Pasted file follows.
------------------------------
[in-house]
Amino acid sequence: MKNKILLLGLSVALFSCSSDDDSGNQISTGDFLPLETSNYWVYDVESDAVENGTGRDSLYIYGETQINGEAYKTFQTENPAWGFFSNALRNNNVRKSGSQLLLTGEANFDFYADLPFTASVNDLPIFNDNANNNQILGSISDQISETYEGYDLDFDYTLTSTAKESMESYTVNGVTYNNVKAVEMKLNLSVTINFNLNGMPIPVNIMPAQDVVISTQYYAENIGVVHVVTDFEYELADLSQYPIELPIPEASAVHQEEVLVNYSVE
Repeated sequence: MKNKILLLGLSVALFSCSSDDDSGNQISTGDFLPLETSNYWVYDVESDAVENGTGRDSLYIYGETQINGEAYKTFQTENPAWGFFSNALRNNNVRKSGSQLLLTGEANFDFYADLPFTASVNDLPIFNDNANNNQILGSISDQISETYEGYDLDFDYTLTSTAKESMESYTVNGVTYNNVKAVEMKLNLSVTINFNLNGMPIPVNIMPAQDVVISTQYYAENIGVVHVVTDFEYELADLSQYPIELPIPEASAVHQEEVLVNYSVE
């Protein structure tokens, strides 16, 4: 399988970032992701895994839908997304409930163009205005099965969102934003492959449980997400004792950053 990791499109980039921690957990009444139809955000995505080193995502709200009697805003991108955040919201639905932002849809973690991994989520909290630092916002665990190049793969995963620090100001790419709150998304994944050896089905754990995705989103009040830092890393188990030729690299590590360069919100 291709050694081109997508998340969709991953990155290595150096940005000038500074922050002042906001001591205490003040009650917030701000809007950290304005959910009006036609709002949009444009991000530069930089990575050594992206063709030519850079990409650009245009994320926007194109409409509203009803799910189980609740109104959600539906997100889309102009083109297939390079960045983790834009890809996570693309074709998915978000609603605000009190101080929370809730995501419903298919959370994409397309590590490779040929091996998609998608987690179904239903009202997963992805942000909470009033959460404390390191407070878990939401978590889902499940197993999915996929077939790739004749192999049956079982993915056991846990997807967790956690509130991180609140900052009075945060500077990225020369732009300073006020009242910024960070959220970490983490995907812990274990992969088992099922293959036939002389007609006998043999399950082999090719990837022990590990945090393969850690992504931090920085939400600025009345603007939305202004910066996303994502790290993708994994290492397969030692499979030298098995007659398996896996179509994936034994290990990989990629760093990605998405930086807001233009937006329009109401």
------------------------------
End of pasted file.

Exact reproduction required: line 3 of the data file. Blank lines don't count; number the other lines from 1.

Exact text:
Repeated sequence: MKNKILLLGLSVALFSCSSDDDSGNQISTGDFLPLETSNYWVYDVESDAVENGTGRDSLYIYGETQINGEAYKTFQTENPAWGFFSNALRNNNVRKSGSQLLLTGEANFDFYADLPFTASVNDLPIFNDNANNNQILGSISDQISETYEGYDLDFDYTLTSTAKESMESYTVNGVTYNNVKAVEMKLNLSVTINFNLNGMPIPVNIMPAQDVVISTQYYAENIGVVHVVTDFEYELADLSQYPIELPIPEASAVHQEEVLVNYSVE